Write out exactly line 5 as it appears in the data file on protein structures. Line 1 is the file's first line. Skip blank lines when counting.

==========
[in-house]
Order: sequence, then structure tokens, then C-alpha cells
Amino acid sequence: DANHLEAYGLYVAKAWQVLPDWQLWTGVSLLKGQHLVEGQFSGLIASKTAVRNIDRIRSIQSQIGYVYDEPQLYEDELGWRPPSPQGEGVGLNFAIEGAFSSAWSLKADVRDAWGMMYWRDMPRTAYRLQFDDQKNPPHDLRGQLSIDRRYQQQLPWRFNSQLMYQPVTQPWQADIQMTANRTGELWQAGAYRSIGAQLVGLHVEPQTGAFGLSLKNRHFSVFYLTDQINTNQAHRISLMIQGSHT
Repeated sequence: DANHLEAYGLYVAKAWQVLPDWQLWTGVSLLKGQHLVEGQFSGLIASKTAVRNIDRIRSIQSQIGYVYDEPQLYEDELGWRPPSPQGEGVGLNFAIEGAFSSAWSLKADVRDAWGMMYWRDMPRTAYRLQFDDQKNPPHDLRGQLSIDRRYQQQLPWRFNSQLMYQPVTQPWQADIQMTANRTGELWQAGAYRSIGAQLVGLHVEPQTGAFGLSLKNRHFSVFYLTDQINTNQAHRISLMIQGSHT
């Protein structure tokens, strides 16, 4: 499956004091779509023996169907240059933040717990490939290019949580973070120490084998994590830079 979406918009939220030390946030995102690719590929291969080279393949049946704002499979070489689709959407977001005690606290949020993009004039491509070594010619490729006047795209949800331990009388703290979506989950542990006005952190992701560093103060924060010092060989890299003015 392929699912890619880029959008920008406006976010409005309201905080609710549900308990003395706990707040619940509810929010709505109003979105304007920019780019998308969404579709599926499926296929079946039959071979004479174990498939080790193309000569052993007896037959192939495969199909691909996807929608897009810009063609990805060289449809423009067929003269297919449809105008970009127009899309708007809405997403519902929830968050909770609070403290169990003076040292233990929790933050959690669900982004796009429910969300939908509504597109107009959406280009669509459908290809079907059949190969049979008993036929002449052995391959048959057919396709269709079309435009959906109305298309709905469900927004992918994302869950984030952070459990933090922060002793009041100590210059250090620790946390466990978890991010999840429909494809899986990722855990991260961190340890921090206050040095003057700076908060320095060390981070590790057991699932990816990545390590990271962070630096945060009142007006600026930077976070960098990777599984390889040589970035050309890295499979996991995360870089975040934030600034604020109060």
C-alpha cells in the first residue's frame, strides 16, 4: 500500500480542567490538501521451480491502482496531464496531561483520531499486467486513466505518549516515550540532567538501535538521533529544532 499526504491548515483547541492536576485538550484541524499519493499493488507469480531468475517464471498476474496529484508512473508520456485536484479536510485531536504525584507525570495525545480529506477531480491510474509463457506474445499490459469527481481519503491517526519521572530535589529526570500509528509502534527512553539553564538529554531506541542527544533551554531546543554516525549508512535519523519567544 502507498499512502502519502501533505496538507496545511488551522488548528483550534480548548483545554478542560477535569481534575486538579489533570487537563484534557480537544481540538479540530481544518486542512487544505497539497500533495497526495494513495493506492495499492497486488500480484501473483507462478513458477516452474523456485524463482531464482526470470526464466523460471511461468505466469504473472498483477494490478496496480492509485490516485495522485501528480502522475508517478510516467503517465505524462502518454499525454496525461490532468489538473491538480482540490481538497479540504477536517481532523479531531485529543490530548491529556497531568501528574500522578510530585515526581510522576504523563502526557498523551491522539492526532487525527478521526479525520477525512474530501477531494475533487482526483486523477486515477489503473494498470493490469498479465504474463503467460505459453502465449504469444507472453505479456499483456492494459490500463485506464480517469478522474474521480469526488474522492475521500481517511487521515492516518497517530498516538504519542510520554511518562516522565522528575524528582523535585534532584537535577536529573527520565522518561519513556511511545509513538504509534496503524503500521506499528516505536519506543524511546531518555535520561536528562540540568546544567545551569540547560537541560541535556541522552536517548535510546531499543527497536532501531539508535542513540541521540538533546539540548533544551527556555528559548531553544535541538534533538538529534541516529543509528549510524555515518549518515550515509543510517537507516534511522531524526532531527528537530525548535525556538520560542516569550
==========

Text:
């Protein structure tokens, strides 16, 4: 499956004091779509023996169907240059933040717990490939290019949580973070120490084998994590830079 979406918009939220030390946030995102690719590929291969080279393949049946704002499979070489689709959407977001005690606290949020993009004039491509070594010619490729006047795209949800331990009388703290979506989950542990006005952190992701560093103060924060010092060989890299003015 392929699912890619880029959008920008406006976010409005309201905080609710549900308990003395706990707040619940509810929010709505109003979105304007920019780019998308969404579709599926499926296929079946039959071979004479174990498939080790193309000569052993007896037959192939495969199909691909996807929608897009810009063609990805060289449809423009067929003269297919449809105008970009127009899309708007809405997403519902929830968050909770609070403290169990003076040292233990929790933050959690669900982004796009429910969300939908509504597109107009959406280009669509459908290809079907059949190969049979008993036929002449052995391959048959057919396709269709079309435009959906109305298309709905469900927004992918994302869950984030952070459990933090922060002793009041100590210059250090620790946390466990978890991010999840429909494809899986990722855990991260961190340890921090206050040095003057700076908060320095060390981070590790057991699932990816990545390590990271962070630096945060009142007006600026930077976070960098990777599984390889040589970035050309890295499979996991995360870089975040934030600034604020109060």